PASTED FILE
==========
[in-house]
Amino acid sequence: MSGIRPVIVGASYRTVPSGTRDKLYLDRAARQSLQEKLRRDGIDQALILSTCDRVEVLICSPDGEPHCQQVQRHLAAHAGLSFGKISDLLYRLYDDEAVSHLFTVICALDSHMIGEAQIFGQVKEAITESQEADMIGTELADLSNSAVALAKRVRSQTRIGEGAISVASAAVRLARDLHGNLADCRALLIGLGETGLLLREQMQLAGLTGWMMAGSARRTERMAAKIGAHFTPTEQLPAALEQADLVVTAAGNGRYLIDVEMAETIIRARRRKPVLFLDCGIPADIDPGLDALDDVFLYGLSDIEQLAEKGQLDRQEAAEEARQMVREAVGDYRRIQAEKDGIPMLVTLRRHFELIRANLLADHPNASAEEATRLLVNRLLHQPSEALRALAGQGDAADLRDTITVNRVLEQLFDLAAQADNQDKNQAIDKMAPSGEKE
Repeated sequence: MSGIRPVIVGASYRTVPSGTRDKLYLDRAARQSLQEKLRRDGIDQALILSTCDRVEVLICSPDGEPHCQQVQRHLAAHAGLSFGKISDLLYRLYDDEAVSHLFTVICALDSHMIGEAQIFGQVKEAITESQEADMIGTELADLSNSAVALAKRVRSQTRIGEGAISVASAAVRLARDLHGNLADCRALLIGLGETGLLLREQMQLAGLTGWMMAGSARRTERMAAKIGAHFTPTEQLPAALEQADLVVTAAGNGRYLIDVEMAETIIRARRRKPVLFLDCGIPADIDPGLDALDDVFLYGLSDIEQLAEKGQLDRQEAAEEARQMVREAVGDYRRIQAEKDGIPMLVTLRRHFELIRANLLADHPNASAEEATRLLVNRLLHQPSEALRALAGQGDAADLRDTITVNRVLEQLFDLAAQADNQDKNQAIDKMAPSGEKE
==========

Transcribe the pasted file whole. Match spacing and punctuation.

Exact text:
[in-house]
Amino acid sequence: MSGIRPVIVGASYRTVPSGTRDKLYLDRAARQSLQEKLRRDGIDQALILSTCDRVEVLICSPDGEPHCQQVQRHLAAHAGLSFGKISDLLYRLYDDEAVSHLFTVICALDSHMIGEAQIFGQVKEAITESQEADMIGTELADLSNSAVALAKRVRSQTRIGEGAISVASAAVRLARDLHGNLADCRALLIGLGETGLLLREQMQLAGLTGWMMAGSARRTERMAAKIGAHFTPTEQLPAALEQADLVVTAAGNGRYLIDVEMAETIIRARRRKPVLFLDCGIPADIDPGLDALDDVFLYGLSDIEQLAEKGQLDRQEAAEEARQMVREAVGDYRRIQAEKDGIPMLVTLRRHFELIRANLLADHPNASAEEATRLLVNRLLHQPSEALRALAGQGDAADLRDTITVNRVLEQLFDLAAQADNQDKNQAIDKMAPSGEKE
Repeated sequence: MSGIRPVIVGASYRTVPSGTRDKLYLDRAARQSLQEKLRRDGIDQALILSTCDRVEVLICSPDGEPHCQQVQRHLAAHAGLSFGKISDLLYRLYDDEAVSHLFTVICALDSHMIGEAQIFGQVKEAITESQEADMIGTELADLSNSAVALAKRVRSQTRIGEGAISVASAAVRLARDLHGNLADCRALLIGLGETGLLLREQMQLAGLTGWMMAGSARRTERMAAKIGAHFTPTEQLPAALEQADLVVTAAGNGRYLIDVEMAETIIRARRRKPVLFLDCGIPADIDPGLDALDDVFLYGLSDIEQLAEKGQLDRQEAAEEARQMVREAVGDYRRIQAEKDGIPMLVTLRRHFELIRANLLADHPNASAEEATRLLVNRLLHQPSEALRALAGQGDAADLRDTITVNRVLEQLFDLAAQADNQDKNQAIDKMAPSGEKE